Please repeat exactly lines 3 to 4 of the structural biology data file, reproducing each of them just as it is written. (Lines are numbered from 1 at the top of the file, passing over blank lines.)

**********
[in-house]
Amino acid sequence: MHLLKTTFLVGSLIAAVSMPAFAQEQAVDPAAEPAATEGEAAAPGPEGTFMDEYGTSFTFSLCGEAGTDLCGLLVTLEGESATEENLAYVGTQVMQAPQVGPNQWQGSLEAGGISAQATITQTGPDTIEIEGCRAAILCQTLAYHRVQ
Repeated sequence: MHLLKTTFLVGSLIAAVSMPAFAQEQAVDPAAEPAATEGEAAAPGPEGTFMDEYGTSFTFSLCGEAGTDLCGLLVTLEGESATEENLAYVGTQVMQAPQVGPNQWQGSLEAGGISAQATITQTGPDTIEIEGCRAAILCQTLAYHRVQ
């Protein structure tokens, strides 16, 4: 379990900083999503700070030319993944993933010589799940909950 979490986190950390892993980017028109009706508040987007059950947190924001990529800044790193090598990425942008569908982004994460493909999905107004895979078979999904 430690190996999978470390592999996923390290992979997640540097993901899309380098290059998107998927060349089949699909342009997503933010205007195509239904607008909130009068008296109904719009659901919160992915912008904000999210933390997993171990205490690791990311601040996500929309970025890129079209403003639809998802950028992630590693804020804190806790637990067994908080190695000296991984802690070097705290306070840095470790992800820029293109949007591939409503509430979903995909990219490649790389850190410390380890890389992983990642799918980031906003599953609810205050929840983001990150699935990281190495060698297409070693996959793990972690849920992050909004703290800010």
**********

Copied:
Repeated sequence: MHLLKTTFLVGSLIAAVSMPAFAQEQAVDPAAEPAATEGEAAAPGPEGTFMDEYGTSFTFSLCGEAGTDLCGLLVTLEGESATEENLAYVGTQVMQAPQVGPNQWQGSLEAGGISAQATITQTGPDTIEIEGCRAAILCQTLAYHRVQ
């Protein structure tokens, strides 16, 4: 379990900083999503700070030319993944993933010589799940909950 979490986190950390892993980017028109009706508040987007059950947190924001990529800044790193090598990425942008569908982004994460493909999905107004895979078979999904 430690190996999978470390592999996923390290992979997640540097993901899309380098290059998107998927060349089949699909342009997503933010205007195509239904607008909130009068008296109904719009659901919160992915912008904000999210933390997993171990205490690791990311601040996500929309970025890129079209403003639809998802950028992630590693804020804190806790637990067994908080190695000296991984802690070097705290306070840095470790992800820029293109949007591939409503509430979903995909990219490649790389850190410390380890890389992983990642799918980031906003599953609810205050929840983001990150699935990281190495060698297409070693996959793990972690849920992050909004703290800010």